#PleaseNotEverThem

#MeToo is everywhere right now. I’ve read a lot of #metoo post the Karen‘s post yesterday struck me on a totally different level. The #metoo moments I’ve read about are people coming forward and telling what happened to them. Her post sent chills down my spine because it made me consider a #metoo encounter happening to my kids someday.

Back when my daughter was about 4 years old, my dad said something to me that I have never forgotten and at times has haunted me. We were watching at the playground as she organized a group of kids she didn’t know to play a game of tag. She was always doing things like that; bringing people together. She has a strong, generous spirit that seemed to attract kids to her.

“God,” my dad said as he watched her admirably, “I hope nothing ever kills her spirit.” I remember staring at him incredulously and asking, “What are you talking about? What would ever take away her spirit?” Now, if there’s one prayer I say at night, it’s that nothing ever will. T

“I don’t know, things happen.” This was coming from a man who had raised four children. Besides being our biggest cheerleader, he had also witnessed our struggles, hurts, and disappointments. My kids are still little so it’s hard to imagine how painful it must be not just to see your small child hurting but to see your adult child hurting.

So Karen’s comment about “please, not them” shook me. It also shook me that when she had her #metoo moment, she chose not to tell anyone. And I understand why she didn’t. I can put myself in the shoes of that teen-age girl.

Now I have an almost teen myself. I’m close to my daughter. She still confides in me. She trusts me. And I trust her. I hope I always will. She recently asked if we were best friends. I was very touched that she would ask. And I understand why she asked; she asked because we confide in each other. Yes, I confide in her too when it’s appropriate. I tell her when I’m disappointed in myself. I tell her I wish I didn’t swear so much. I tell her sometimes I wish I were a better mom. I tell her these things because I feel like if I confide in her, it will encourage her to continue confiding in me. If I can admit my failures, hurts and disappointments, she’ll hopefully be more willing to reveal her own.

Last year, I was mugged me at gunpoint while walking back to my car in California. I lived in Brooklyn during the crack years and never got mugged. But on a trip to California, here it was. It wasn’t exactly a #metoo moment, but it was a time when I felt very vulnerable and that my life was in danger. Thank god, my kids were not with me. When it happened, all I could think about was my kids.  I had two priorities: getting out alive and not being raped. I am grateful that I survived and wasn’t hurt.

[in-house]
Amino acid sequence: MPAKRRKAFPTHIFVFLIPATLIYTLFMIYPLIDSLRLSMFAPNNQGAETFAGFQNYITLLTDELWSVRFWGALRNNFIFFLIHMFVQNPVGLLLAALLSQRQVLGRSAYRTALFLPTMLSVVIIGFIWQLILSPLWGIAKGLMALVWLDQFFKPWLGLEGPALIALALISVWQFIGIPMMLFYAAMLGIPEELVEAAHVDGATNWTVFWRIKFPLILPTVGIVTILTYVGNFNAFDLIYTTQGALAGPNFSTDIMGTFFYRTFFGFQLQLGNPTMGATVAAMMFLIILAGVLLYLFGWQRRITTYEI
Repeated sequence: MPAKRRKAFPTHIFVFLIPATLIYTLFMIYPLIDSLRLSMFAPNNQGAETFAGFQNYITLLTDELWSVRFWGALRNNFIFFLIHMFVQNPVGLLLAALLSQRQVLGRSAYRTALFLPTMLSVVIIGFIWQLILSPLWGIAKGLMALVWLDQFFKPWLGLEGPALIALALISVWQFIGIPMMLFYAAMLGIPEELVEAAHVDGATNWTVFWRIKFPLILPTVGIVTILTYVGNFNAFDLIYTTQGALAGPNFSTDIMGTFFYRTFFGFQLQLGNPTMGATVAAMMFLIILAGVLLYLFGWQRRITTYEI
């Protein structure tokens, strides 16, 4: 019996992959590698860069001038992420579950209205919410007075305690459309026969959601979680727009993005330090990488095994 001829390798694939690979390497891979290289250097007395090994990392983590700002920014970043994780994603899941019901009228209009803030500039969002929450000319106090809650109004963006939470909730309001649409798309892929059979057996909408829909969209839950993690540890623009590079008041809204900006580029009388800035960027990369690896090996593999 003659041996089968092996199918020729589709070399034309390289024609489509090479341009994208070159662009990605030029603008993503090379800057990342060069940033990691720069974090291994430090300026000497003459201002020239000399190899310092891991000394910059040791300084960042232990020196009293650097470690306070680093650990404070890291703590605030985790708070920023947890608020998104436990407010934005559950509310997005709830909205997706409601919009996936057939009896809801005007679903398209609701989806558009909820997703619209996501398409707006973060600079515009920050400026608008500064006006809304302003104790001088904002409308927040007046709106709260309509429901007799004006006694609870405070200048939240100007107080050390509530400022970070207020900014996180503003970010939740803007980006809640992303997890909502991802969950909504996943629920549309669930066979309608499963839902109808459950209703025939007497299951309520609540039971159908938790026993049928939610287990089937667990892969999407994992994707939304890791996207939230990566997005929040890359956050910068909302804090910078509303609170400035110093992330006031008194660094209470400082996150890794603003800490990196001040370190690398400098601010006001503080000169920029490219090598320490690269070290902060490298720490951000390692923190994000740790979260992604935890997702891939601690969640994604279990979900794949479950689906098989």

My first reaction when I got home was to not tell my kids. It would scare them; it sure as hell scared me. But I ended up telling my oldest daughter. My gut said she could handle it. I told her exactly what happened and how I reacted. She responded with empathy and love. It sparked a lot of meaningful conversation between us. Even her mom can be vulnerable and scared. The world isn’t always safe. There are bad guys out there. God, I want to protect my kids, but I know I can’t be there every moment of there lives. One of the reasons I wanted to talk to her about it was so we could talk about what would she would do in a situation where she was in danger. It’s a frightening thing to have to talk about. So she could have a plan.

I think the more you talk about what you would do in a situation, the more of a chance you have that in that situation, your instincts will kick in.

We went through possibilities of what she could you do if someone grabbed her, if someone followed her, if someone had a gun.

It’s difficult to admit to your child that you can’t always be there to keep them safe and that yes, there are bad guys. You feel like you’re revealing dangers that they never knew were possible. Having the conversation opens up lines of communication; it gives your child the words to use to talk about these issues; and maybe even gives your child a shot at protecting themselves if God forbid, they find themselves in a #metoo situation.

In case you or someone you love is ever sexually assaulted, the National Sexual Assault Hotline has trained staff that are available for counseling. The line is completely confidential. NSAH was the nation’s first decentralized hotline, connecting those in need with help in their local communities. It’s made up of a network of independent sexual assault service providers, vetted by RAINN, who answer calls to a single, nationwide hotline number. Since it was first created in 1994, the National Sexual Assault Hotline (800.656.HOPE and online.rainn.org) has helped more than 2 million people affected by sexual violence.


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Author: Heather Zachariah

Former Art Director for Home Magazine and Caribbean Travel & Life, Heather is chauffeur to 3 busy kids; the president of her Home and School Association; and VP of Marketing for TipsFromTown. And she's passionate about all 3!

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